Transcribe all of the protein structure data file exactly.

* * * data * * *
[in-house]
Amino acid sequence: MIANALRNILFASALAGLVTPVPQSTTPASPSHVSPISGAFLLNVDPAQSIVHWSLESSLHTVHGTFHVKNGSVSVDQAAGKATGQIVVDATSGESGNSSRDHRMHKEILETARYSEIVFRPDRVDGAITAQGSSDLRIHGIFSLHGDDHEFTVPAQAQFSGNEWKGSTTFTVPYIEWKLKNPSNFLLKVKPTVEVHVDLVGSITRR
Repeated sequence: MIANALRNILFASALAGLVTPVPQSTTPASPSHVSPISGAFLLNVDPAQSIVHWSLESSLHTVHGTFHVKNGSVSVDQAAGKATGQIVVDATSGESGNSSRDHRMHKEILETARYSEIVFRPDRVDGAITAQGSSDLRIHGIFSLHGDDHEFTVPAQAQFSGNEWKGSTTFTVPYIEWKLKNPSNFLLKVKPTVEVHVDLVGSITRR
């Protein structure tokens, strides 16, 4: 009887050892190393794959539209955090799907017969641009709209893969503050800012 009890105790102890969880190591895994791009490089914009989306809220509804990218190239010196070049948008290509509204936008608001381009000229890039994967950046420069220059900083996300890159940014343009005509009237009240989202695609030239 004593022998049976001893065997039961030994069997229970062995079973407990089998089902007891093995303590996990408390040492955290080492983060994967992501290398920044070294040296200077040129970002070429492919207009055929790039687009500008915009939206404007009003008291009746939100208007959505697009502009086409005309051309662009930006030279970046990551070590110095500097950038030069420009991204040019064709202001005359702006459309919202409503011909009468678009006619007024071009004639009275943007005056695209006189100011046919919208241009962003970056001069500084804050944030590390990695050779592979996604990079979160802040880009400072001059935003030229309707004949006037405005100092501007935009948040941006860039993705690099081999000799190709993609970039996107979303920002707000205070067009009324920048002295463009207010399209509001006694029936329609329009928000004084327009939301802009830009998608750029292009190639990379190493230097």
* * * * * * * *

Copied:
[in-house]
Amino acid sequence: MIANALRNILFASALAGLVTPVPQSTTPASPSHVSPISGAFLLNVDPAQSIVHWSLESSLHTVHGTFHVKNGSVSVDQAAGKATGQIVVDATSGESGNSSRDHRMHKEILETARYSEIVFRPDRVDGAITAQGSSDLRIHGIFSLHGDDHEFTVPAQAQFSGNEWKGSTTFTVPYIEWKLKNPSNFLLKVKPTVEVHVDLVGSITRR
Repeated sequence: MIANALRNILFASALAGLVTPVPQSTTPASPSHVSPISGAFLLNVDPAQSIVHWSLESSLHTVHGTFHVKNGSVSVDQAAGKATGQIVVDATSGESGNSSRDHRMHKEILETARYSEIVFRPDRVDGAITAQGSSDLRIHGIFSLHGDDHEFTVPAQAQFSGNEWKGSTTFTVPYIEWKLKNPSNFLLKVKPTVEVHVDLVGSITRR
């Protein structure tokens, strides 16, 4: 009887050892190393794959539209955090799907017969641009709209893969503050800012 009890105790102890969880190591895994791009490089914009989306809220509804990218190239010196070049948008290509509204936008608001381009000229890039994967950046420069220059900083996300890159940014343009005509009237009240989202695609030239 004593022998049976001893065997039961030994069997229970062995079973407990089998089902007891093995303590996990408390040492955290080492983060994967992501290398920044070294040296200077040129970002070429492919207009055929790039687009500008915009939206404007009003008291009746939100208007959505697009502009086409005309051309662009930006030279970046990551070590110095500097950038030069420009991204040019064709202001005359702006459309919202409503011909009468678009006619007024071009004639009275943007005056695209006189100011046919919208241009962003970056001069500084804050944030590390990695050779592979996604990079979160802040880009400072001059935003030229309707004949006037405005100092501007935009948040941006860039993705690099081999000799190709993609970039996107979303920002707000205070067009009324920048002295463009207010399209509001006694029936329609329009928000004084327009939301802009830009998608750029292009190639990379190493230097």